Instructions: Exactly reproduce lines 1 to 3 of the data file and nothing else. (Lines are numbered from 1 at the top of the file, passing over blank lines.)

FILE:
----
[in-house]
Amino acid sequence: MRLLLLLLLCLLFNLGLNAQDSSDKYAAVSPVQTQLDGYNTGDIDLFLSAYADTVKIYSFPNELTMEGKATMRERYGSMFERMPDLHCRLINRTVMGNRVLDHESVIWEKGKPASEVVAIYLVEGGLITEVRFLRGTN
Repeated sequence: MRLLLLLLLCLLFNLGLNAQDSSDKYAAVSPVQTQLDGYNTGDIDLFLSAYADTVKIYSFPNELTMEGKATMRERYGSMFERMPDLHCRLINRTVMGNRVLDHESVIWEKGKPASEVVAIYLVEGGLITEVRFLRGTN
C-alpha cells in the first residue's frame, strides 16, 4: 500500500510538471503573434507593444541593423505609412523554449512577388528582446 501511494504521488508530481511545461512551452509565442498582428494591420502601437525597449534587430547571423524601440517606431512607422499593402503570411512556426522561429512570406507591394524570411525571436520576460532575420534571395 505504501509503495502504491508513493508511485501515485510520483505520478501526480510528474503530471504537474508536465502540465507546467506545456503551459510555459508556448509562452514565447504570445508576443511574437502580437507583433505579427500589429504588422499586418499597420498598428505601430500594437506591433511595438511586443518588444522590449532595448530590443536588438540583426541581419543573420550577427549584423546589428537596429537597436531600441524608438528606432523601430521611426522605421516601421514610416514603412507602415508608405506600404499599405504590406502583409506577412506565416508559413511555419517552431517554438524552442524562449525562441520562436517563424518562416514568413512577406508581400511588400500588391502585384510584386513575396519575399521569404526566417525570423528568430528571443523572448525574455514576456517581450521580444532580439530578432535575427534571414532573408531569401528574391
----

[in-house]
Amino acid sequence: MRLLLLLLLCLLFNLGLNAQDSSDKYAAVSPVQTQLDGYNTGDIDLFLSAYADTVKIYSFPNELTMEGKATMRERYGSMFERMPDLHCRLINRTVMGNRVLDHESVIWEKGKPASEVVAIYLVEGGLITEVRFLRGTN
Repeated sequence: MRLLLLLLLCLLFNLGLNAQDSSDKYAAVSPVQTQLDGYNTGDIDLFLSAYADTVKIYSFPNELTMEGKATMRERYGSMFERMPDLHCRLINRTVMGNRVLDHESVIWEKGKPASEVVAIYLVEGGLITEVRFLRGTN